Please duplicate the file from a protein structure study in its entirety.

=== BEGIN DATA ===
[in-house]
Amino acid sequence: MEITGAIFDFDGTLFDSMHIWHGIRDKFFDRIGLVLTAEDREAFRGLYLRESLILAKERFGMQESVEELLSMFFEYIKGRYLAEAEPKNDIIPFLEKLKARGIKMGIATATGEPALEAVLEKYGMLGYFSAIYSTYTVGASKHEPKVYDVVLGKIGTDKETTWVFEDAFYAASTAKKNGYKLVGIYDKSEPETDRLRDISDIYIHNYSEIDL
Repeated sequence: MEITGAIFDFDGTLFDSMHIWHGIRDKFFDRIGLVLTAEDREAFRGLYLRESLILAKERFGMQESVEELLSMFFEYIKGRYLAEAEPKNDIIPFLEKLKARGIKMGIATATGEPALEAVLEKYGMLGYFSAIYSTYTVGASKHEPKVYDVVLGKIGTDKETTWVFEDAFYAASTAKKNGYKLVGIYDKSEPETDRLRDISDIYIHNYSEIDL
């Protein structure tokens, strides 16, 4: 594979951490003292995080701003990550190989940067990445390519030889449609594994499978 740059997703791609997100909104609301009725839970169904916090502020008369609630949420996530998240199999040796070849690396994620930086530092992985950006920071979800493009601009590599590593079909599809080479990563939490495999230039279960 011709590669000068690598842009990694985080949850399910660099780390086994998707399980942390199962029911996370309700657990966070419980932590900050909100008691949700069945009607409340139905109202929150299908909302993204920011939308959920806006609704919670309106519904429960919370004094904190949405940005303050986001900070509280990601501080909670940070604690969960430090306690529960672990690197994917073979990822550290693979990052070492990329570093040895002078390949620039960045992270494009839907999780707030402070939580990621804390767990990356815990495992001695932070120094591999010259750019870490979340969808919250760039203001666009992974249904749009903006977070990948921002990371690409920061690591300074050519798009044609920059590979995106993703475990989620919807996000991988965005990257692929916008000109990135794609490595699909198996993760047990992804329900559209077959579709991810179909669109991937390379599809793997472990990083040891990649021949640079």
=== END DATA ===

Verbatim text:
[in-house]
Amino acid sequence: MEITGAIFDFDGTLFDSMHIWHGIRDKFFDRIGLVLTAEDREAFRGLYLRESLILAKERFGMQESVEELLSMFFEYIKGRYLAEAEPKNDIIPFLEKLKARGIKMGIATATGEPALEAVLEKYGMLGYFSAIYSTYTVGASKHEPKVYDVVLGKIGTDKETTWVFEDAFYAASTAKKNGYKLVGIYDKSEPETDRLRDISDIYIHNYSEIDL
Repeated sequence: MEITGAIFDFDGTLFDSMHIWHGIRDKFFDRIGLVLTAEDREAFRGLYLRESLILAKERFGMQESVEELLSMFFEYIKGRYLAEAEPKNDIIPFLEKLKARGIKMGIATATGEPALEAVLEKYGMLGYFSAIYSTYTVGASKHEPKVYDVVLGKIGTDKETTWVFEDAFYAASTAKKNGYKLVGIYDKSEPETDRLRDISDIYIHNYSEIDL
């Protein structure tokens, strides 16, 4: 594979951490003292995080701003990550190989940067990445390519030889449609594994499978 740059997703791609997100909104609301009725839970169904916090502020008369609630949420996530998240199999040796070849690396994620930086530092992985950006920071979800493009601009590599590593079909599809080479990563939490495999230039279960 011709590669000068690598842009990694985080949850399910660099780390086994998707399980942390199962029911996370309700657990966070419980932590900050909100008691949700069945009607409340139905109202929150299908909302993204920011939308959920806006609704919670309106519904429960919370004094904190949405940005303050986001900070509280990601501080909670940070604690969960430090306690529960672990690197994917073979990822550290693979990052070492990329570093040895002078390949620039960045992270494009839907999780707030402070939580990621804390767990990356815990495992001695932070120094591999010259750019870490979340969808919250760039203001666009992974249904749009903006977070990948921002990371690409920061690591300074050519798009044609920059590979995106993703475990989620919807996000991988965005990257692929916008000109990135794609490595699909198996993760047990992804329900559209077959579709991810179909669109991937390379599809793997472990990083040891990649021949640079």